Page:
There's Always a Job for a Herding Dog - Modern Farmer

There’s Always a Job for a Herding Dog

Herding dogs are the most employable Americans around.

I'm a Dog!

They are still used to herd sheep, hunt and guard livestock ”“ jobs that have been theirs for thousands of years. And dogs are now used for jobs that their forebears could not have dreamed of – going into combat with Special Forces operatives, or, say, being employed at an airport.

Herding dogs have been particularly good at getting jobs. They are a classification that includes famous working breeds like the German shepherd, the border collie, and Australian shepherd.

These highly intelligent, trainable breeds have such a strong instinct for herding that off-duty dogs have been known to gently round-up small groups of children or even their owners.

Herding dogs and sheep are an obvious pairing. But what about dogs and goats? Goat lawn services are a rising industry in the eco-conscious millennium. Noisy, gas-eating lawnmowers are replaced with animals that are happy eating shrubbery all day long. Goat Green LLC offers the services of 11,000 goats to businesses and homes throughout the western United States. While the company wouldn’t exist without goats, owner Donny Benz relies on both guard and herding dogs to keep them in line.

“When we first started we didn’t have border collies so it was really tough and hard to do,” he said. “We would move fences and keep the goats inside the fencing so you would never let them out ”“ if they did, you had to chase them on foot.” Today they have seven Border collies of mixed ages ”“ the wiser old dogs teach the younger, faster dogs so Goat Green always has a trained team.

Dogs can herd sheep and goats because the ruminants are herd animals that naturally travel in a flock – but they are not the only kind of animals that do this. Often-troublesome Canada Geese also exhibit a flocking instinct, making them the newest recipient of the working dog’s predatory stare. A recent study in the American Journal of Microbiology reported that beaches “treated” with border collies had a significantly lower presence of E. coli than control areas. Companies with names like Goosebusters or Goose-Off have sprung up to take advantage of contract goose removal services.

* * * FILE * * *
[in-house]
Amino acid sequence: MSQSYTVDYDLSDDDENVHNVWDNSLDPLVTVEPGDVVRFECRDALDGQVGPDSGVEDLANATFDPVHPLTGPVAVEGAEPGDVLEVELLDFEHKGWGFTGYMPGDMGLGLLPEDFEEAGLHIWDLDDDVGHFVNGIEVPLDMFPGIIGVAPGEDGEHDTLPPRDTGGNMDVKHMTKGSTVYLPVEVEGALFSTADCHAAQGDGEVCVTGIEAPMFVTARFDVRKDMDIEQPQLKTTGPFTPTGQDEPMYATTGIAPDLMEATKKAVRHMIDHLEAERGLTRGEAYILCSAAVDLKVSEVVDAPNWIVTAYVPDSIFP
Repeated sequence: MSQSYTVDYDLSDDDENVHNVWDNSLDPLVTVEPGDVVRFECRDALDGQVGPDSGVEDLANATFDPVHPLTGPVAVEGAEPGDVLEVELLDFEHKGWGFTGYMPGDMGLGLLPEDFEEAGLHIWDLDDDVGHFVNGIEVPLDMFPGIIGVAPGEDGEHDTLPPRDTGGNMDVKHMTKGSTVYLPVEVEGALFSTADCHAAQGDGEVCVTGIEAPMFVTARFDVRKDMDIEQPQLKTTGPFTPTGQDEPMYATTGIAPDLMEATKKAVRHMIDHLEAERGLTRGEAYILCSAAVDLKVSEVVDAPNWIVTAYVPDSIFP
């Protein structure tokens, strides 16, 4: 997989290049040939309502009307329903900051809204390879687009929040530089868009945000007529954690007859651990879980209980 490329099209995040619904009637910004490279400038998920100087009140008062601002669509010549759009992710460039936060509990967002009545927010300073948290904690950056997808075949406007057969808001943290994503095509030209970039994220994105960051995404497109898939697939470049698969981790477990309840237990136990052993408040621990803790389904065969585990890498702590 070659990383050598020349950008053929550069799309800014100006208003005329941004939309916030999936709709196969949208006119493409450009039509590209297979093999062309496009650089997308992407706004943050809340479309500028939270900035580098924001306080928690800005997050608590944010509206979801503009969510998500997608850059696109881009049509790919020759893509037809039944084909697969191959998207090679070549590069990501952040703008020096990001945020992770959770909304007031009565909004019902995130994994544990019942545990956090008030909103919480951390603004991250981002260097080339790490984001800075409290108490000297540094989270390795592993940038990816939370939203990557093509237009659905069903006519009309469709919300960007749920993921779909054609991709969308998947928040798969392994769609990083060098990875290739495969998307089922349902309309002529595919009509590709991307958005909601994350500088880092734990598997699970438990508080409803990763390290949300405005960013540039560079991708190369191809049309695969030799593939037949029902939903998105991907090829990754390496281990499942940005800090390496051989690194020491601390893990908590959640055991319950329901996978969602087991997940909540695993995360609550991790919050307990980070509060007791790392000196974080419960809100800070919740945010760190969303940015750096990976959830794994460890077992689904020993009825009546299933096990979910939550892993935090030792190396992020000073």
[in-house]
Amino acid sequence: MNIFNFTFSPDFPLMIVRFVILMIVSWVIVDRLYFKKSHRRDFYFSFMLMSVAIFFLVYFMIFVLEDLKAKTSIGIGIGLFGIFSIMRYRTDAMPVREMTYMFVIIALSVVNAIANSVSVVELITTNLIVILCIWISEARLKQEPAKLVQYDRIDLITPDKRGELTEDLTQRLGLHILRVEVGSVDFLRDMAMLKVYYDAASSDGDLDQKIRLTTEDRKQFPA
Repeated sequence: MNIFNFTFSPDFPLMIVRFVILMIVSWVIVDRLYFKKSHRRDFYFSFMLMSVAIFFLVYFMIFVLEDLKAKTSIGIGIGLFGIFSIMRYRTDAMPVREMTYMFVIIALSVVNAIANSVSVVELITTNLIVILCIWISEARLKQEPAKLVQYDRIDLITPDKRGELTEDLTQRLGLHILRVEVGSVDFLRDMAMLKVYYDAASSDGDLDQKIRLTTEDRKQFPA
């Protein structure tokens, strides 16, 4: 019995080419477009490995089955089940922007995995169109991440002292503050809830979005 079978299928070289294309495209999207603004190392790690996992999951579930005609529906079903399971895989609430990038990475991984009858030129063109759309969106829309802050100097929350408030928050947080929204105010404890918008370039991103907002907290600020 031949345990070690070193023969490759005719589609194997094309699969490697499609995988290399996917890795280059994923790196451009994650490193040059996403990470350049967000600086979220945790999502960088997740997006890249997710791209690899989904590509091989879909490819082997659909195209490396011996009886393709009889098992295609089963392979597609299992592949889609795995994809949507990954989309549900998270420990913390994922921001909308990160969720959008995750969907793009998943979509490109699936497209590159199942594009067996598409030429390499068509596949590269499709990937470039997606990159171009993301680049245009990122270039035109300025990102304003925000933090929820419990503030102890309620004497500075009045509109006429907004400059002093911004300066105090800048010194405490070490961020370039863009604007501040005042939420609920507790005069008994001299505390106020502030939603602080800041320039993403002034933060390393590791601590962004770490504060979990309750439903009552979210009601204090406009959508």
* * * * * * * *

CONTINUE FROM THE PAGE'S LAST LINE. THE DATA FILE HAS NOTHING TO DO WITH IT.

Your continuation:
Brandon Smith, a lifetime border collie owner, runs a business called B&B Goosebusters in Washington state. “You have them as a pet and then you transition over because they’re naturally working dogs,” he said. Though Smith is happy to put in the hours to train his two dogs, ridding areas of geese can be hard to do with herding dogs. “You don’t want a herding dog; you want a chasing dog.” As with most breeds, it’s simply a matter of selecting a pup with the right temperament for the job.

The Southwest Florida International Airport in Fort Meyers has owned a bird dog since 1999 to keep the runway clear from geese and other birds that can cause severe safety issues for planes. Sky, their current bird dog, (the first two were Jet and Radar) works in shifts with two handlers in the airport’s operations department. “It’s considered a Port Authority employee,” said Barbara-Ann Urrutia, an airport spokeswoman. “We pay for food and shelter as well as the dog’s previous training.” A flock of geese might ignore humans but not a charging collie headed their way. Dogs are a predator and therefore a threat.

Herding dogs’ tough side might be part of why they’re commonly used in combat and security. Though you’re unlikely to see a border collie working in a K-9 unit, other members of the herding group like German Shepherds or Belgian Malinois have been an official part of the armed forces since WWII. These dogs are valuable tools to the military. As military dog trainer Michael Ritland writes in “Navy SEAL Dogs”, “The Navy invests well over $50,000 in the acquisition, training, and handling of a single dog… before the animal gets deployed with its handler.” Though it’s unlikely these dogs use their herding instincts in battle, they’re so tough, trainable, and adaptable that they’ve become the ideal combat dog.

Turns out that no robot has yet to replace man’s best friend.

“Herding dogs have various jobs throughout America,” B&B Goosebuster’s Brandon Smith said. “They have collies in the Navy that remove geese from the runway 365 days a year. Down in Florida they’re doing search and rescue. They’ve really evolved. They can be put in any job and they excel at any job you ask them to do.”

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Janice Richard
4 years ago

Thank youJ